Question about lookahead

Question about lookahead
0

#1

In this lesson of regular expression I am asked to match passwords that are greater than 5 characters long and have two consecutive digits. I solved the challenge as followed:

let sampleWord = "astronaut";
let pwRegex = /(?=\w{5})(?=\D*\d{2})/;
let result = pwRegex.test(sampleWord);

My question is, why do we need this piece of code \D*? Why do I need to check for non-digit characters before doing this \d{2}? The challenge is just asking me to check that the password has at least 2 digits.


Positive and Negative Lookaheadx
#2

you didn’t post a link to the challenge, so I have to use my (bad) memory for this:

I believe the challenge said the digits have to be at the end ? So not at the beginning…


#3

I believe I did, but just in case this is the challenge https://learn.freecodecamp.org/javascript-algorithms-and-data-structures/regular-expressions/positive-and-negative-lookahead/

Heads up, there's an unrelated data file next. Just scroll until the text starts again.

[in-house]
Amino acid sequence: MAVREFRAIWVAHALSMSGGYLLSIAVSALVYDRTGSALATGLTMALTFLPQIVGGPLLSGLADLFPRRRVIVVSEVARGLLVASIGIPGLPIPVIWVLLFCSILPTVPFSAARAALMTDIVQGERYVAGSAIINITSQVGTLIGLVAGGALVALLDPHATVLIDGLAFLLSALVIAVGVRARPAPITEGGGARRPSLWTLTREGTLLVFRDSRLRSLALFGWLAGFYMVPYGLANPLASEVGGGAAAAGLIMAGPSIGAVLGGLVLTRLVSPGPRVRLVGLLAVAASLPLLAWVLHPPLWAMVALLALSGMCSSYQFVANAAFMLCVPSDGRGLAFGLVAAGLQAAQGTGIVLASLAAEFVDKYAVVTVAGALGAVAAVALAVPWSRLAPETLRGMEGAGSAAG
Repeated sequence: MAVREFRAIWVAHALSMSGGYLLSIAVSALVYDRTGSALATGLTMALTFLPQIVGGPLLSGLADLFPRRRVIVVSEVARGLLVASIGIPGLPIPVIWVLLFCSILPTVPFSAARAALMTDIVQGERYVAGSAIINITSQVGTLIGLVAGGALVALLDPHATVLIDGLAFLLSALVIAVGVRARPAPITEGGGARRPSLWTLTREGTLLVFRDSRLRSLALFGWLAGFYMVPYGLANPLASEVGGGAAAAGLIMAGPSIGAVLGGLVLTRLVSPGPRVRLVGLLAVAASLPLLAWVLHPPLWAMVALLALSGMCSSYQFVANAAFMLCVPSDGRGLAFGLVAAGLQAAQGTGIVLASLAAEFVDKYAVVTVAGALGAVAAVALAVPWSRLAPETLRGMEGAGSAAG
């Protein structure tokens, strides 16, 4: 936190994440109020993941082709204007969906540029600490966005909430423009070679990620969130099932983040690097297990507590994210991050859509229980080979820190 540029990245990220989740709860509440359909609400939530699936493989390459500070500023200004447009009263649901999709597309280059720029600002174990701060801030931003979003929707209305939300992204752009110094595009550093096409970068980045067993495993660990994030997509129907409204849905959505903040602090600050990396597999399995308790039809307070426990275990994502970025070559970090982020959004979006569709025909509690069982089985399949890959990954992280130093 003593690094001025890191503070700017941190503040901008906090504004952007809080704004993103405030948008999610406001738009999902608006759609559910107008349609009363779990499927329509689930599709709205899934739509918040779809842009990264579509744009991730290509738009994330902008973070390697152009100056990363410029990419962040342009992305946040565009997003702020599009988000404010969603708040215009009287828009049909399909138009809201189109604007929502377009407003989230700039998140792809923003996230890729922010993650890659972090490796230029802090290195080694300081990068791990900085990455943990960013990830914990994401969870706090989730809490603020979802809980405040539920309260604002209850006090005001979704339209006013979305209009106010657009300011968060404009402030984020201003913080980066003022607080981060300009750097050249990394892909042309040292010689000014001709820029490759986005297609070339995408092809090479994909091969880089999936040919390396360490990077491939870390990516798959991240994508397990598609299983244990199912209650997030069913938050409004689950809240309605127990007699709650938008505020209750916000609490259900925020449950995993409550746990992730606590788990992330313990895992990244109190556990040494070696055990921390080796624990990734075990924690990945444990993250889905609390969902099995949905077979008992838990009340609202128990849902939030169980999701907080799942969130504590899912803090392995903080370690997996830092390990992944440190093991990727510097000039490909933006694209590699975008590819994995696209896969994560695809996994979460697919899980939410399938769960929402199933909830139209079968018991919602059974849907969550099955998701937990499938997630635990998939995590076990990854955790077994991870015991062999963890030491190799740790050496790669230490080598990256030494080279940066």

Why isn't this lookahead working?
#4

thanks, I missed your first link…
The challenge doesn’t actually say ‘at least’. It just says has 2 consecutive digits. Therefore, it should not have 3
or more consecutive digits, and it should not have 1 digit or less either.

so that means the other characters found in the lookahead have to be non-digits (\D)


Positive and Negative Lookahead - \D*
#5

Well, even though the challenge doesn’t say “at least 2” digits, it passes the test even with 3 consecutive digits (and more probably), so I thought the requirement was minimum 2 digits.

However your answer clarified something for me, basically I was looking at the whole picture, meaning this (?=...)(?=....) was just one lookahead in my mind, but instead we have 2 and each one is checking for something different.

Thanks.


#6

If there are 3 consecutive digits, then there are definitely 2 consecutive digits (a subset of the 3 consecutive digits).

Exactly! When using two lookaheads in this manner, you can think about them as checking independently.


#7

yes I see what you mean. I think they must have meant 2 consecutive digits even if they occur within a grouping of a greater number.